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Subject: Session report + brief game overview rss

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Andrea Garello
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Yom Kippur is probably the best game ever made by International Team, the Italian company that brought many people all over Europe to wargaming in the late seventies, early eighties.
I own a copy of the reprint made by Eurogames in 1989; while the beautiful map is slightly inferior to the first IT release, the rules, significantly updated, are much more consistent, making the game not only playable (not the case with too many IT titles), but also quite enjoyable.

The game can be played in a couple of sessions (around six hours more or less, set up included). In our case it took three sessions, with quite a long time in between. We lost some time debating on rule ambiguities (the rulebook is clearly translated from another language, maybe English, in an Italian fluid like the one you get from Google translator) and some spent reading again rules forgotten in the meantime.

What makes this game interesting is having both fronts, Sinai and Golan, and the fact the Israeli player has to choose where to commit his reinforcements and, turn by turn, the dreaded IAF. There is a nice, historical, rule stating that if the Israeli have at least a (supplied) unit projecting its ZOC on a Damascus’s hex at the end of the Arab turn, the game on that map is over. The next turn the Israeli can take half of their units from the map, these units will be transferred on the Sinai map the turn after.
The Arab and Israeli armies, including air forces, are treated very differently as they should. While historically inaccurate under many aspects, the game manages to give a good flavor of the October War though. And, above all, is fun to play.

 


In our game my buddy Valerio took the Israeli, while I took the Arab coalition. Even in the opening stage of the invasion the Arabs have a hard time in gaining ground, especially on the Golan front. My priorities on the Sinai front were the destruction of as many forts as possible and, with few Israeli units on map at the start, to pose a threat (but realistically nothing more) on the Gidi and Mitia hills, worth ten VPs each (if you hold them at end game, not very likely). In the Golan heights I tried to push the Israeli back as far as possible before the expected counterattack, taking and trying to hold Kuneitra if possible.



To make it short, my buddy initially hesitated in committing his reinforcements, and more important his air force, employed piecemeal on the two fronts. By turn three my armies reached their deepest penetration, taking Kuneitra, stepping one hex down the heights, heading (with the very best of intentions) to Israel. The noise of my tanks awakened my buddy and his air force. The first front-concentrated air attack left my surviving units shocked and homesick. In the static Sinai front an Israeli raid on Port Said, left unguarded, was going to be repelled by an ad hoc group.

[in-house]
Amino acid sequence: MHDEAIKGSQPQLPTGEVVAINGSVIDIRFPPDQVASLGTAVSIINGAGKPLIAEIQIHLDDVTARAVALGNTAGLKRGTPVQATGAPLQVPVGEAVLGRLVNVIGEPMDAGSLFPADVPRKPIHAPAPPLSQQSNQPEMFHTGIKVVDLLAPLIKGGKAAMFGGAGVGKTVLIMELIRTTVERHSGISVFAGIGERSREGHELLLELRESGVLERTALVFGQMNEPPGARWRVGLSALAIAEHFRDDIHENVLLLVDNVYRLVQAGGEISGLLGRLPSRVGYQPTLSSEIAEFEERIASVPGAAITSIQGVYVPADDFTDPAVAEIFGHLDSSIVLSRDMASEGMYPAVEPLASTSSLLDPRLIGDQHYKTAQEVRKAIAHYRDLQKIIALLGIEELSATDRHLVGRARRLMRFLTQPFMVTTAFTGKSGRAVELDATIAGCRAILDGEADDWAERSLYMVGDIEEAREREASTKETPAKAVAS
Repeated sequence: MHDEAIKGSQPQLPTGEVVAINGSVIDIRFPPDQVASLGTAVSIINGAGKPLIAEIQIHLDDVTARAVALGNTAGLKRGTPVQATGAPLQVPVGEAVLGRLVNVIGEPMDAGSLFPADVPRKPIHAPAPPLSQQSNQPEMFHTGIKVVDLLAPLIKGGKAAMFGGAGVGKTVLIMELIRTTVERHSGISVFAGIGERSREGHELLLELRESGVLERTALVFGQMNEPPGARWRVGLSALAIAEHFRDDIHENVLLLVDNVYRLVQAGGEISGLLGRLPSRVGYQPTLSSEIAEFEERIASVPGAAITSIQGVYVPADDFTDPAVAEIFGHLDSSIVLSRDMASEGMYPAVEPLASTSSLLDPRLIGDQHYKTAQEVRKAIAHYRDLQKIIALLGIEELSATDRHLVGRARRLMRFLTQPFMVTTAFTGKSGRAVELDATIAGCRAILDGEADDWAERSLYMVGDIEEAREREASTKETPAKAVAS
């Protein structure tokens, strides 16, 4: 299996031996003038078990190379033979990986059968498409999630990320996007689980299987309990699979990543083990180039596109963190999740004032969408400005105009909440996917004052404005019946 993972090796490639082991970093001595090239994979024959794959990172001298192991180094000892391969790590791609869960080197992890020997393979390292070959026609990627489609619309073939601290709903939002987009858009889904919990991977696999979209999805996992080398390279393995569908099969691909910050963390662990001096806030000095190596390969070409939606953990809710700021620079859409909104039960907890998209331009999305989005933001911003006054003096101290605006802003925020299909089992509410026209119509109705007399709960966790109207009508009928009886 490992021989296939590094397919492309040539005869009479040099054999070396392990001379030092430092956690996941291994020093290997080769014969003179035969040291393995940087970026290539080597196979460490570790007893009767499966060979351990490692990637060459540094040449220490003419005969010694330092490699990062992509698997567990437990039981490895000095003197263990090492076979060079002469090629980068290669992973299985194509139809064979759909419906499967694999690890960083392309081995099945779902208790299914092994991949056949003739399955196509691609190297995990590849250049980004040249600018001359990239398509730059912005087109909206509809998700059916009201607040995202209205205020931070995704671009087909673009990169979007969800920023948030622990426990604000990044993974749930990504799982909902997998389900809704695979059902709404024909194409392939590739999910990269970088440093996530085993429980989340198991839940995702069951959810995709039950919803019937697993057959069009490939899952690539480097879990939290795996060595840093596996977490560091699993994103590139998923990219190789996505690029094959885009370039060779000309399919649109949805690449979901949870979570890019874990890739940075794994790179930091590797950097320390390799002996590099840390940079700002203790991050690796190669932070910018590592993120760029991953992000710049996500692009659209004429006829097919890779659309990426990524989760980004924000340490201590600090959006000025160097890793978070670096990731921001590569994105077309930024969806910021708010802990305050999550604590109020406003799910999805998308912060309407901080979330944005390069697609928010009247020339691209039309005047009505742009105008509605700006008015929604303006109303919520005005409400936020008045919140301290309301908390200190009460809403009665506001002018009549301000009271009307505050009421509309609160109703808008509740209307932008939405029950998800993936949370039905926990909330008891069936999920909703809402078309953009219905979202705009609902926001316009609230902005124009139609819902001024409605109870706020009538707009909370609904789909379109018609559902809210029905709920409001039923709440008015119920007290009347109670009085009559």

Kuneitra held just one turn, the fourth. Massed airstrikes and the bulk of the Israeli reinforcements turned the tide on the Golan front. By turn seven Tsahl was in control of the heights and two armored brigades, unopposed, were on the way to Damascus. Too late anyway to transfer half of their units to the other front.



On the Sinai front the Israeli probed the Egyptian defenses, but it was too late to seriously threaten the three armies, with the risk of being surrounded by a numerically far superior force. At this point we called the game.

While playing, we didn’t look too much at the victory conditions. Taking a look at the maps we both were thinking the game ended in a draw, if not a marginal Arab victory, given the situation in the Sinai, where the channel was firmly in Egyptian hands. We were wrong.



Both sides get VPs for taking territorial objectives, read cities, for destroying enemy units (ground units, forts, SAM sites and air units) and for units out of supply at the game’s end. The Arabs can also get an automatic victory if at the end of an Israeli turn they have a supplied unit on a road hex on the Israeli board edge. Victory is calculated on the difference between Israeli and Arab VPs at the end of the game.

Victory levels are:
+30 decisive Arab victory, + 20 substantial, +10 marginal
+20 Israeli marginal victory, +30 substantial, +40 decisive

Since none of us could claim any city, we went to the body count. The Arabs accrued 40 VPs, while the Israeli 65, the + 25 difference gave the Israeli a marginal victory.

Since, being the first game, the Israeli performed quite poorly compared to their historical counterpart and still won the game, we agreed the victory levels should be adjusted. An Arab victory starting from 0 and an Israeli starting from + 30 would make the game more challenging for both players, with the Israeli still sensibly favored.

Anyway the game is pretty fun to play as it is, with rooms for different strategies and interesting choices. It’s easy to learn, can be played in a long sitting, say an afternoon, or two evenings and has a wonderful 3D map: what could you ask for more? If you have this game taking dust on a shelf, give it a try, this is not a game for collectors only, this is a gamers game.

Andrea

Edit: wrong city name
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